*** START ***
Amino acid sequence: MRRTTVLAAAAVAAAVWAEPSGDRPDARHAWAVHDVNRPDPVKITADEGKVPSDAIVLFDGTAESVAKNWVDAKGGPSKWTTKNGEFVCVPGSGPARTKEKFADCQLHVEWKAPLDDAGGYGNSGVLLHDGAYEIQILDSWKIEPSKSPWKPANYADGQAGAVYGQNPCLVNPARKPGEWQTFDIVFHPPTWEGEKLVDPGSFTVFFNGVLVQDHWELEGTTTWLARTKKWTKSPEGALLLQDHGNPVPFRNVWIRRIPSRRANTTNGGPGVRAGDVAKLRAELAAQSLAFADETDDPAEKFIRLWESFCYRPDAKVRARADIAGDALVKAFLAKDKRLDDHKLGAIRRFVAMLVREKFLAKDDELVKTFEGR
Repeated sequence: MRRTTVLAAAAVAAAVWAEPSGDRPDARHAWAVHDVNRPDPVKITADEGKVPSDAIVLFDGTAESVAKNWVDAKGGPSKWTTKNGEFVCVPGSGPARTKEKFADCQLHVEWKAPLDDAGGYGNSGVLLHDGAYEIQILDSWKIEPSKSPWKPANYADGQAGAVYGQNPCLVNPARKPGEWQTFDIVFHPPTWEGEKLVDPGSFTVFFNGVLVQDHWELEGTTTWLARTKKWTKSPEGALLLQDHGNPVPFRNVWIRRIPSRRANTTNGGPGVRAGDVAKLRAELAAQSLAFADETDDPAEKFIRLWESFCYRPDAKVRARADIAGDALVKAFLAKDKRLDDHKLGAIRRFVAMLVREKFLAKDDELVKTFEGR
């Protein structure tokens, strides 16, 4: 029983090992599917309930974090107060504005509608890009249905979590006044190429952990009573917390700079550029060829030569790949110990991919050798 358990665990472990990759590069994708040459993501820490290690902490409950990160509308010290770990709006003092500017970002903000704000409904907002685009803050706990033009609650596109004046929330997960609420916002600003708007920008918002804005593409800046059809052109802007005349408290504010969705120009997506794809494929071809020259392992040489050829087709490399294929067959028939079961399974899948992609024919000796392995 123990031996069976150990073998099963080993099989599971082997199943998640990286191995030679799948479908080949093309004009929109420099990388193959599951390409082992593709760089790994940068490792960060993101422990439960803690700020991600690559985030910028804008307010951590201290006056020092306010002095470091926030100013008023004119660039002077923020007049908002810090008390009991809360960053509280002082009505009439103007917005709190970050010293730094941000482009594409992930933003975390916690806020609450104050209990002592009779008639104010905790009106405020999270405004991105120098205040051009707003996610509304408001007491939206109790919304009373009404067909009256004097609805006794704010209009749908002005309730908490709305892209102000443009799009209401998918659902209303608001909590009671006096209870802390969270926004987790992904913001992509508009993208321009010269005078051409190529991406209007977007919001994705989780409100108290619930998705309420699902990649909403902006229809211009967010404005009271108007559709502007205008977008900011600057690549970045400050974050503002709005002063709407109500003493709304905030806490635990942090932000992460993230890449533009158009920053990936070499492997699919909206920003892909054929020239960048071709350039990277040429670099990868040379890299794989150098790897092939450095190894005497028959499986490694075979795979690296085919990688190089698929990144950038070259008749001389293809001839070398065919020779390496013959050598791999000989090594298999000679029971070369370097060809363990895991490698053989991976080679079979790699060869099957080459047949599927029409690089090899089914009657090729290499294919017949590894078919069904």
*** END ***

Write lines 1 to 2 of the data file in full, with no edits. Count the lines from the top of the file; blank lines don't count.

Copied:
Amino acid sequence: MRRTTVLAAAAVAAAVWAEPSGDRPDARHAWAVHDVNRPDPVKITADEGKVPSDAIVLFDGTAESVAKNWVDAKGGPSKWTTKNGEFVCVPGSGPARTKEKFADCQLHVEWKAPLDDAGGYGNSGVLLHDGAYEIQILDSWKIEPSKSPWKPANYADGQAGAVYGQNPCLVNPARKPGEWQTFDIVFHPPTWEGEKLVDPGSFTVFFNGVLVQDHWELEGTTTWLARTKKWTKSPEGALLLQDHGNPVPFRNVWIRRIPSRRANTTNGGPGVRAGDVAKLRAELAAQSLAFADETDDPAEKFIRLWESFCYRPDAKVRARADIAGDALVKAFLAKDKRLDDHKLGAIRRFVAMLVREKFLAKDDELVKTFEGR
Repeated sequence: MRRTTVLAAAAVAAAVWAEPSGDRPDARHAWAVHDVNRPDPVKITADEGKVPSDAIVLFDGTAESVAKNWVDAKGGPSKWTTKNGEFVCVPGSGPARTKEKFADCQLHVEWKAPLDDAGGYGNSGVLLHDGAYEIQILDSWKIEPSKSPWKPANYADGQAGAVYGQNPCLVNPARKPGEWQTFDIVFHPPTWEGEKLVDPGSFTVFFNGVLVQDHWELEGTTTWLARTKKWTKSPEGALLLQDHGNPVPFRNVWIRRIPSRRANTTNGGPGVRAGDVAKLRAELAAQSLAFADETDDPAEKFIRLWESFCYRPDAKVRARADIAGDALVKAFLAKDKRLDDHKLGAIRRFVAMLVREKFLAKDDELVKTFEGR